27 October 2009 | LCShackley
Not Your Everyday WW2 Drama
It's 1943, and the Germans are in control of the French port of Marseilles. Although the Nazis seem to be having plenty of fun at the local bordellos, they're upset by the amount of crime in the poor part of town, and suspicious that anti-Nazi plots are hatching there.
They're absolutely right. At the beginning of the film, we meet two British soldiers who escaped from a POW camp, and are hunkering down in a tiny apartment, waiting for a chance to sail to England. But they can't possibly obey orders and stay in that apartment, so they venture out, and through them we gradually meet the rest of the people in the building and the local area. There's the charming girl next door who's also a petty thief (Anna Gaylor, looking a lot like a young Jessica Lange), an ex-pat Cockney lady with a knack for self-preservation (Kathleen Harrison), a fat and vicious Nazi with an eye for the ladies, and a sinister gentleman named Dr. Martout (James Robertson Justice) who claims to be helping refugees flee the country, but may in fact be in a completely different line of work.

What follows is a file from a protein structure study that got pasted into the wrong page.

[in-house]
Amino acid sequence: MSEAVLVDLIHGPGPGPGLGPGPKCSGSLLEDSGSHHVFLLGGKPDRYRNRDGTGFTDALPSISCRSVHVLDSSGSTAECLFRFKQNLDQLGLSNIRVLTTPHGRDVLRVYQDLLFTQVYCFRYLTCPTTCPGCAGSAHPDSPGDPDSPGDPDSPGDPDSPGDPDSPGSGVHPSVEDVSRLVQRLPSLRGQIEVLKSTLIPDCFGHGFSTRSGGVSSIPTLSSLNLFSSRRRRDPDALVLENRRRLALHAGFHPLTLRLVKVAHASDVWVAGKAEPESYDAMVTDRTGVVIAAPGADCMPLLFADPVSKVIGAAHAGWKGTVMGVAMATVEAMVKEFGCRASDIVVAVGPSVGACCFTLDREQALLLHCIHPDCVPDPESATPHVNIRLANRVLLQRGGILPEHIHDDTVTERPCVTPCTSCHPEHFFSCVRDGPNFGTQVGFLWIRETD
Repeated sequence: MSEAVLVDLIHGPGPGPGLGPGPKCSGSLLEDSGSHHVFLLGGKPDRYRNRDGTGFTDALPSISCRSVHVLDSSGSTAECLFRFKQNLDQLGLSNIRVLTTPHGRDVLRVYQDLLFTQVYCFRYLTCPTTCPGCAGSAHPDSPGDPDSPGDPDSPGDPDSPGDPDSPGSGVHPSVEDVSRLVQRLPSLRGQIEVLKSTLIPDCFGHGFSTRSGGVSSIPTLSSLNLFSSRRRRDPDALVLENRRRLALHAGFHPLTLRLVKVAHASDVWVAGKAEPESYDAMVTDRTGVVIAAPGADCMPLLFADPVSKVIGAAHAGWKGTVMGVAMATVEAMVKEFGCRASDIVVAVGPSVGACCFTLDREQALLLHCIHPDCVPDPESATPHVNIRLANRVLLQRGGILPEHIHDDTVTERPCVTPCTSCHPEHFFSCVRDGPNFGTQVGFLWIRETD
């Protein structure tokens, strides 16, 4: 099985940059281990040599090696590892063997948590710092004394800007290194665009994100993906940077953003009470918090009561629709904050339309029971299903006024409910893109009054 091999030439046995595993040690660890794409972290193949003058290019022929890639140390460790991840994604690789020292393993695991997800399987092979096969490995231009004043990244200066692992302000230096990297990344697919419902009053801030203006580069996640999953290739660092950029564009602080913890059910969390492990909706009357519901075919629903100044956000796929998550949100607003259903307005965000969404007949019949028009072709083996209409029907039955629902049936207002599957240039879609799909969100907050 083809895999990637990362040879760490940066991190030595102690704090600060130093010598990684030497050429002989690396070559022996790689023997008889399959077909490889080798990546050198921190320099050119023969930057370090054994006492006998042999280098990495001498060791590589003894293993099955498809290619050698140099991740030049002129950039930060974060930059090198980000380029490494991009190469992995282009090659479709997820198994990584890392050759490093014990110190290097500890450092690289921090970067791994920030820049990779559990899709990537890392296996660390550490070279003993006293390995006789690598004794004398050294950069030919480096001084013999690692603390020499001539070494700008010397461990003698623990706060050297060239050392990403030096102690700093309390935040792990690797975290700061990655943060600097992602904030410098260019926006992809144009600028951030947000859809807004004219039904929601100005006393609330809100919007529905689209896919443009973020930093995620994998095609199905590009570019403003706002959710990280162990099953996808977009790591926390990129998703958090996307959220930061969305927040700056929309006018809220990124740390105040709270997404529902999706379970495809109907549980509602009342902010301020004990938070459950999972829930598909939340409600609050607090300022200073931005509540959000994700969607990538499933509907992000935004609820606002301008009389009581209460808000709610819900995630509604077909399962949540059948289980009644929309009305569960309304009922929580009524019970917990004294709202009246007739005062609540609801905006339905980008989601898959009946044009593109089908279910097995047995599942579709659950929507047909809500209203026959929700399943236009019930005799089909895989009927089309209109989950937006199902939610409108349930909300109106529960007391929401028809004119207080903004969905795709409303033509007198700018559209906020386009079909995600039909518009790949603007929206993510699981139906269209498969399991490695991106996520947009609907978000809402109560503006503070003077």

The script skillfully weaves all these story lines together, and keeps the tension turned up throughout. Although the opening credits label this "A British FILM" shot at Pinewood, much of it is shot on location, so the city of Marseilles plays a key role. Why is this fine- looking film, with a very competent cast and arresting visuals, so little known? This is an excellent, off-beat addition to the canon of WW2 movies.